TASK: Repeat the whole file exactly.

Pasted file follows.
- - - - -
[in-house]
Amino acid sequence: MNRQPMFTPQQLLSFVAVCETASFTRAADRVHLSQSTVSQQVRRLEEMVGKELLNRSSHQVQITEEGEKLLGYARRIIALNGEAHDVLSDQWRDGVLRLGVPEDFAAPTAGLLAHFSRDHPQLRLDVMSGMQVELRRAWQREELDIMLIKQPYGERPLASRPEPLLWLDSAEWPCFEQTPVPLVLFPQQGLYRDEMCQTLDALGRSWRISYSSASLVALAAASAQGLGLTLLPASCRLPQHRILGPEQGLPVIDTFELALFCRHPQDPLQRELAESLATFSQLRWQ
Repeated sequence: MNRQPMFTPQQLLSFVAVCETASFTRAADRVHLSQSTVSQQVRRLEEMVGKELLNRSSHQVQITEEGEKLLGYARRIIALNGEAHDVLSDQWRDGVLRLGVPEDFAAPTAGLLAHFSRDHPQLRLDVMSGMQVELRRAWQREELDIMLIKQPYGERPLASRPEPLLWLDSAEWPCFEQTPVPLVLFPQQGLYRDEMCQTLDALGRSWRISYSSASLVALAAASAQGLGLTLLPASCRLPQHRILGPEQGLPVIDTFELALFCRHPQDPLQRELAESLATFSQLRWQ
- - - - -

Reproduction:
[in-house]
Amino acid sequence: MNRQPMFTPQQLLSFVAVCETASFTRAADRVHLSQSTVSQQVRRLEEMVGKELLNRSSHQVQITEEGEKLLGYARRIIALNGEAHDVLSDQWRDGVLRLGVPEDFAAPTAGLLAHFSRDHPQLRLDVMSGMQVELRRAWQREELDIMLIKQPYGERPLASRPEPLLWLDSAEWPCFEQTPVPLVLFPQQGLYRDEMCQTLDALGRSWRISYSSASLVALAAASAQGLGLTLLPASCRLPQHRILGPEQGLPVIDTFELALFCRHPQDPLQRELAESLATFSQLRWQ
Repeated sequence: MNRQPMFTPQQLLSFVAVCETASFTRAADRVHLSQSTVSQQVRRLEEMVGKELLNRSSHQVQITEEGEKLLGYARRIIALNGEAHDVLSDQWRDGVLRLGVPEDFAAPTAGLLAHFSRDHPQLRLDVMSGMQVELRRAWQREELDIMLIKQPYGERPLASRPEPLLWLDSAEWPCFEQTPVPLVLFPQQGLYRDEMCQTLDALGRSWRISYSSASLVALAAASAQGLGLTLLPASCRLPQHRILGPEQGLPVIDTFELALFCRHPQDPLQRELAESLATFSQLRWQ